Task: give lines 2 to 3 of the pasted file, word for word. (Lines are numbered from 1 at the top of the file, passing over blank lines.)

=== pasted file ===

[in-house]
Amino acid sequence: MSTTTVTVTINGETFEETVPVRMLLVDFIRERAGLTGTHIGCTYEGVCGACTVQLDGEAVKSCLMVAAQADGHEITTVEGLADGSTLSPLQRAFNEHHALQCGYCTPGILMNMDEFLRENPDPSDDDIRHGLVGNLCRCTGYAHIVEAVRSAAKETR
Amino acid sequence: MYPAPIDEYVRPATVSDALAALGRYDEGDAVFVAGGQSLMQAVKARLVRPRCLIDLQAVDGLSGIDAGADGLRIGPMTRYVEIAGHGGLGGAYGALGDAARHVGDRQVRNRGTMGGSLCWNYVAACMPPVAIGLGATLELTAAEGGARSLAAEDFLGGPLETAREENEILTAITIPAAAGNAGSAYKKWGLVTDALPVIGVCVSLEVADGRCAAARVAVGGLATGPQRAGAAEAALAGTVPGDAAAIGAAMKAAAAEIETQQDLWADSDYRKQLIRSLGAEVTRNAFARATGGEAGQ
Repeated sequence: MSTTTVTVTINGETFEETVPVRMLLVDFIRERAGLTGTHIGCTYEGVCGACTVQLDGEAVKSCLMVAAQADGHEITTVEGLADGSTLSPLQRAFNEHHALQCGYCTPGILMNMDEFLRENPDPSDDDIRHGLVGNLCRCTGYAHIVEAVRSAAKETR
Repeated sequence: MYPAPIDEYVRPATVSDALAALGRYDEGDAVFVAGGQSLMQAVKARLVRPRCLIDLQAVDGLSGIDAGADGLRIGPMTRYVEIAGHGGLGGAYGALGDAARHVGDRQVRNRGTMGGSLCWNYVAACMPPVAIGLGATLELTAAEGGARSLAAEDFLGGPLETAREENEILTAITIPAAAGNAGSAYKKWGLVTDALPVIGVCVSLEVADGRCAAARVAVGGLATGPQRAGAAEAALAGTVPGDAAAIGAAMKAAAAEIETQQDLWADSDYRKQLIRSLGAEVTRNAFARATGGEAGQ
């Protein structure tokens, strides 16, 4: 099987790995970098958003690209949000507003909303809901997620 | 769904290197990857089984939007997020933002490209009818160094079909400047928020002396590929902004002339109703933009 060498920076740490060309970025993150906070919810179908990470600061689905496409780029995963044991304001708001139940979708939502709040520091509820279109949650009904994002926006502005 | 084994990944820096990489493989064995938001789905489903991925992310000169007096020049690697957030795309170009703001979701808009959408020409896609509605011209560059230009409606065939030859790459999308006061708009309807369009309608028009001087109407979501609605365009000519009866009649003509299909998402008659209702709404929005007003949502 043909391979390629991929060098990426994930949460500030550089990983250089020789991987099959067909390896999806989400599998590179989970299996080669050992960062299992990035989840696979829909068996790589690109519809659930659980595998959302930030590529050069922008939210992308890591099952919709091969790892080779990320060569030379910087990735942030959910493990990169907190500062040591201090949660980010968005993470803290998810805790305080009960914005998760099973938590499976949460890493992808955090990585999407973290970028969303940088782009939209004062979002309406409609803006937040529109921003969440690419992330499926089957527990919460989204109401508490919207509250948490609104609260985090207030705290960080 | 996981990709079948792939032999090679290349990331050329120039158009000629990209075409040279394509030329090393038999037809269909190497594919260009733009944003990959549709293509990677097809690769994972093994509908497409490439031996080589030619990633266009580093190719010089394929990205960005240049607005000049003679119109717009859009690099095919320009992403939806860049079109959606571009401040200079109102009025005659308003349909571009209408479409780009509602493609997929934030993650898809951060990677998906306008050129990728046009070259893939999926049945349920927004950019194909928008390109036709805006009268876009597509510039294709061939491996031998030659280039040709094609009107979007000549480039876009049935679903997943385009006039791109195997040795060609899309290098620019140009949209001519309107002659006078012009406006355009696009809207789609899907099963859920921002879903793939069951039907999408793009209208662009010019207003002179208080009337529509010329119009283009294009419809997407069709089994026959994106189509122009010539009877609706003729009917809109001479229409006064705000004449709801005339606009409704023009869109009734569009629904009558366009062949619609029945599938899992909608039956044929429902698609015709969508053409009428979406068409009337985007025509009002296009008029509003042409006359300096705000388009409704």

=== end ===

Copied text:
Amino acid sequence: MSTTTVTVTINGETFEETVPVRMLLVDFIRERAGLTGTHIGCTYEGVCGACTVQLDGEAVKSCLMVAAQADGHEITTVEGLADGSTLSPLQRAFNEHHALQCGYCTPGILMNMDEFLRENPDPSDDDIRHGLVGNLCRCTGYAHIVEAVRSAAKETR
Amino acid sequence: MYPAPIDEYVRPATVSDALAALGRYDEGDAVFVAGGQSLMQAVKARLVRPRCLIDLQAVDGLSGIDAGADGLRIGPMTRYVEIAGHGGLGGAYGALGDAARHVGDRQVRNRGTMGGSLCWNYVAACMPPVAIGLGATLELTAAEGGARSLAAEDFLGGPLETAREENEILTAITIPAAAGNAGSAYKKWGLVTDALPVIGVCVSLEVADGRCAAARVAVGGLATGPQRAGAAEAALAGTVPGDAAAIGAAMKAAAAEIETQQDLWADSDYRKQLIRSLGAEVTRNAFARATGGEAGQ